Second , I have to address the insufficient user manual and unintuitive user interface. I took the camera out on a shoot and was stymied by such simple task as formating a SD card . You have to go to the Menu button and then the Setup item and scroll down to the Format Card item, where it tells you to press the OK button. there is no OK button. After trying all the available buttons, I discovered that this is the button labeled Focus, nowhere in the manual is there any allusion to the OK button and that it is indeed the Focus button. The manual is horrid, the worst manual I’ve ever seen for a camcorder, let alone a $2k camcorder. It feels like the manual was written by two marketing guys on a 12 hour deadline.
I could go on and on about the audio or lack of audio control, but what about simple things like LANC? It’s a Sony for Chrissake, A Sony without LANC remote? What? And the LCD viewfinder only rotates 90 degrees, again you wonder why? Every other flip out LCD viewfinder in recent history rotates 180 degrees so you can look at it from the front of the camera. Again, a big “What where they thinking?”
Overall this would be a great camera at the $1K price point but at $2K you are at least into the prosumer feature range and the lack of audio control is , as I said before, totally unacceptable. I have a forlorn wish that this is something that can be solved in a firmware update, but I’m not holding my breathe.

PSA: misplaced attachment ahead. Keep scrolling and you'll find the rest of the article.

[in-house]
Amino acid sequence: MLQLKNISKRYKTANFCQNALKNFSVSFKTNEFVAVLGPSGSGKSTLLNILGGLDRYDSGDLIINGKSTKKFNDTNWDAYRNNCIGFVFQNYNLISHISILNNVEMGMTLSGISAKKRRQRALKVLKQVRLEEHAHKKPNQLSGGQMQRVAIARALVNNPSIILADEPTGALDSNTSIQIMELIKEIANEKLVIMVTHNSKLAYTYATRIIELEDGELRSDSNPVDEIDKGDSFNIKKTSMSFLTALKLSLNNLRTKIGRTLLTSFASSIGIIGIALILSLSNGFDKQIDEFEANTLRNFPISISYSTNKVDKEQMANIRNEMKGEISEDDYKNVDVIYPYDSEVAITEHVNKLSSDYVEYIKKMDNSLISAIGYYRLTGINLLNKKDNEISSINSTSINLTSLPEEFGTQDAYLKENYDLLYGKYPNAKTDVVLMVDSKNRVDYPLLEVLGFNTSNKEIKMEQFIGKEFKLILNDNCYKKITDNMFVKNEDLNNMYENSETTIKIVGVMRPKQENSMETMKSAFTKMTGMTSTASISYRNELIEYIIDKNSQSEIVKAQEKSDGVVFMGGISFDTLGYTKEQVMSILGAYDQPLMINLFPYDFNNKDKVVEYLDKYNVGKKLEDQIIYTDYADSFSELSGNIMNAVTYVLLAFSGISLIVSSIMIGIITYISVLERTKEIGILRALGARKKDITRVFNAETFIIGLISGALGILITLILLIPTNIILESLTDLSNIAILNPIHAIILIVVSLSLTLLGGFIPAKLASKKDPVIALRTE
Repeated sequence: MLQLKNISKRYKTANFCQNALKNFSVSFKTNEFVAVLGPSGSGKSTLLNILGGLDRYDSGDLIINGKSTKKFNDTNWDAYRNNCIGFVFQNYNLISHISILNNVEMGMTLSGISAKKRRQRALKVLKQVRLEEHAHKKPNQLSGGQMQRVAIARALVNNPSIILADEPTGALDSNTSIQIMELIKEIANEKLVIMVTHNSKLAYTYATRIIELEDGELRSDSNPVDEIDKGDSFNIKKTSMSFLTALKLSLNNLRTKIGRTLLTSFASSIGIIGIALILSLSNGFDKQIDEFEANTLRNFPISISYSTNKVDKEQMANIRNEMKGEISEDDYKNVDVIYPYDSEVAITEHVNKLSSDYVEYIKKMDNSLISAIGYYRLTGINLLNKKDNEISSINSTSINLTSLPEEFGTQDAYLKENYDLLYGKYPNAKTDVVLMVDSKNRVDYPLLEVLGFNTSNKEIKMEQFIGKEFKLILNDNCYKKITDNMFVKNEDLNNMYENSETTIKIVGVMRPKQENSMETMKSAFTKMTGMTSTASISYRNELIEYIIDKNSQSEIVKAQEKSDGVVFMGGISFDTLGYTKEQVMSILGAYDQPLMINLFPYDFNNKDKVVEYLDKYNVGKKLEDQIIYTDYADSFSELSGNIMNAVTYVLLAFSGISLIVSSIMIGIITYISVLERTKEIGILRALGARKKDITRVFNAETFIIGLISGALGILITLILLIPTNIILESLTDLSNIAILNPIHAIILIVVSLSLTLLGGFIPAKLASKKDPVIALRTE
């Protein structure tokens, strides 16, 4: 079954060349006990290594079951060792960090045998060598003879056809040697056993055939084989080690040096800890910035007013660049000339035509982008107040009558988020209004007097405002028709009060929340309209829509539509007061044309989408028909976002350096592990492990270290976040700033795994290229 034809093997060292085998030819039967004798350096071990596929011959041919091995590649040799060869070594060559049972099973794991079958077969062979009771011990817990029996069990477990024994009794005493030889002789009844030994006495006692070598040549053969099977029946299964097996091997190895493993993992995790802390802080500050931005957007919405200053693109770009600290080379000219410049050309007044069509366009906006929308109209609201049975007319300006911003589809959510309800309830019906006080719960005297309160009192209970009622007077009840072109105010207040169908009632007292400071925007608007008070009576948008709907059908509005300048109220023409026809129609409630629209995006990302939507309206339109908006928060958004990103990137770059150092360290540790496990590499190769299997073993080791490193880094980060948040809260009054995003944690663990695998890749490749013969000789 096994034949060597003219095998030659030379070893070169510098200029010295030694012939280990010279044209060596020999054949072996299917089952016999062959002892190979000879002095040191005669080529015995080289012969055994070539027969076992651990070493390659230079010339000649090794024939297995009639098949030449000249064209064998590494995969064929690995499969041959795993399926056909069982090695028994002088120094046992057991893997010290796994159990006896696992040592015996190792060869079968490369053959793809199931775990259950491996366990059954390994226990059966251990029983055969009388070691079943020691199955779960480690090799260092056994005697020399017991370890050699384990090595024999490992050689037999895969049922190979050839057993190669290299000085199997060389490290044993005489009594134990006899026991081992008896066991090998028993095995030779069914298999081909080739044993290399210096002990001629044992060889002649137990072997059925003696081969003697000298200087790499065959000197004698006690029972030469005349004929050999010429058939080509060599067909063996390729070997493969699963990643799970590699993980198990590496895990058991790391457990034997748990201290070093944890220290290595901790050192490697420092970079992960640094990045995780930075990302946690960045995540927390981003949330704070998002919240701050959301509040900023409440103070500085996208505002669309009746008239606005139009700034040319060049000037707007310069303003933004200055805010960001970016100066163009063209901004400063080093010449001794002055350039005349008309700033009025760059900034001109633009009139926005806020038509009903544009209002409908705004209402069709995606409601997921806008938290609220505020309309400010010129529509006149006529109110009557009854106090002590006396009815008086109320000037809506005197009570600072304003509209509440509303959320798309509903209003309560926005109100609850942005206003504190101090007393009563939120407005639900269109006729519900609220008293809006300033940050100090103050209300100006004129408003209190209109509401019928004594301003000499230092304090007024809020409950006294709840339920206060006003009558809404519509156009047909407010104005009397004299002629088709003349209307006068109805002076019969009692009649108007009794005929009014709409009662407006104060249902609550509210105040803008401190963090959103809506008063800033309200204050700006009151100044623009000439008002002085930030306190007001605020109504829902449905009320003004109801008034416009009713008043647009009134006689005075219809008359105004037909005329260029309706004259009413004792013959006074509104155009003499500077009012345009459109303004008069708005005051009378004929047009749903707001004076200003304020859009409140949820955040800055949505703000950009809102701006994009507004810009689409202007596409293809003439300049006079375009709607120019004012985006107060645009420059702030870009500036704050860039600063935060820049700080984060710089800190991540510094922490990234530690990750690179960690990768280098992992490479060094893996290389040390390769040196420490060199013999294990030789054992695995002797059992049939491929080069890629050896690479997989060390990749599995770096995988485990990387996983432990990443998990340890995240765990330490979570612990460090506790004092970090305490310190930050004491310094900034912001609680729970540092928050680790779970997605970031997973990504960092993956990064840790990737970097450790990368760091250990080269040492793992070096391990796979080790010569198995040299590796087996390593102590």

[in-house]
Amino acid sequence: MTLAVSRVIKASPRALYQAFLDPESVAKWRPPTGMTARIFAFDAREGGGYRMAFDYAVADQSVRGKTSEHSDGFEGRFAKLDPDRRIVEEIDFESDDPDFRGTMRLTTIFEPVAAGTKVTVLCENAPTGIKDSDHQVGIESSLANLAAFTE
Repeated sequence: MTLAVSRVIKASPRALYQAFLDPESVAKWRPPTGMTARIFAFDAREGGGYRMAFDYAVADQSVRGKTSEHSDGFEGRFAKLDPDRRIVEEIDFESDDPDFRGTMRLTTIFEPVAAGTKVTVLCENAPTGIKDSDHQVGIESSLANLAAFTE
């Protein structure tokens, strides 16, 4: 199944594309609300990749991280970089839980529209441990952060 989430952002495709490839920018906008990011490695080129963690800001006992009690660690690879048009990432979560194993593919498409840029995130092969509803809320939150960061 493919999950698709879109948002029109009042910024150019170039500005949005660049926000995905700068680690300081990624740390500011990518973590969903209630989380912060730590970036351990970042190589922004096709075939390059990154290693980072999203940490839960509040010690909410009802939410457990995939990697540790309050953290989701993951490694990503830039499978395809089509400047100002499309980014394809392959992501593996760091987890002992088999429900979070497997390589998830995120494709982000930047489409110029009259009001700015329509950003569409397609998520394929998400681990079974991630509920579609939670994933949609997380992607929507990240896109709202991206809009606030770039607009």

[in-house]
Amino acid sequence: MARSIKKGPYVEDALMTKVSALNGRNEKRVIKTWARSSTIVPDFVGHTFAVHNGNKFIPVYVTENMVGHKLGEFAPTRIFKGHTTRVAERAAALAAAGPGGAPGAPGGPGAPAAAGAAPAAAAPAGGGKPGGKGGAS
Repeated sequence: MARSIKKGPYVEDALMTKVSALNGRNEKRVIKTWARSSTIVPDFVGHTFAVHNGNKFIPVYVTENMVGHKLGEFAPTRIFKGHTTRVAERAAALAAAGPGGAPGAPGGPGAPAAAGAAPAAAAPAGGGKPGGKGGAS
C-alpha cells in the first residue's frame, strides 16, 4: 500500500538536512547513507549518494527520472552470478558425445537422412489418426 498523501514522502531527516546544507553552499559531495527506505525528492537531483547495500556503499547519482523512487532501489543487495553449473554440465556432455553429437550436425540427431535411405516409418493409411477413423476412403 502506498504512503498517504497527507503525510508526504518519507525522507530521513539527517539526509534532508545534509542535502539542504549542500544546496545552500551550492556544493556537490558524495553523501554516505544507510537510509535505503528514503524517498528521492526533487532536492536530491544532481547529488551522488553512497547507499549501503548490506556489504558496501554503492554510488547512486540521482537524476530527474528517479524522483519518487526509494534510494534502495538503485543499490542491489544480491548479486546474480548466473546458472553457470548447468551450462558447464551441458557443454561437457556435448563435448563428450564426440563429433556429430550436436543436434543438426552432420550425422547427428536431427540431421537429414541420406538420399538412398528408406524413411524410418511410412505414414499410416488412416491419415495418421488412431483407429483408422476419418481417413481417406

In the meantime, I’m torn between the great image quality that the large sensor and interchangeable lenses deliver and the dumbed down audio and the lack other features that we’ve come to expect of a camcorder at this price point. It feels like the whole thing was rushed to market without much thought to what professional videographers really need.

Why the (hacked) Panasonic GH1 is a better video camera than the Canon5DMk2

If you are a Canon 5Dmk2 fanboy you may want to shut your eyes. The lowly Panasonic GH1 just got supercharged with a firmware hack that makes a great HDSLR video camera even better. Here is my list of things that make the GH1 a better video camera than the 5D. First let’s take a look at the 800-pound gorilla in the room, The Canon has a full frame 35mm sensor, therefore, there is no crop factor when using 35mm lenses. Canon’s full size sensor is 4 times the size of the 4/3rds sensor in the GH1, which also means that the Canon must compress 4 time the data for the same bandwidth, all thing being equal (which they are not.) Supposedly the 5D is writing data at 35Mbs, compared to the (stock) 17Mbs of the GH1, which means that it’s still throwing away half again as much data as the GH1 (4 time the sensor and only twice as much data as the GH1).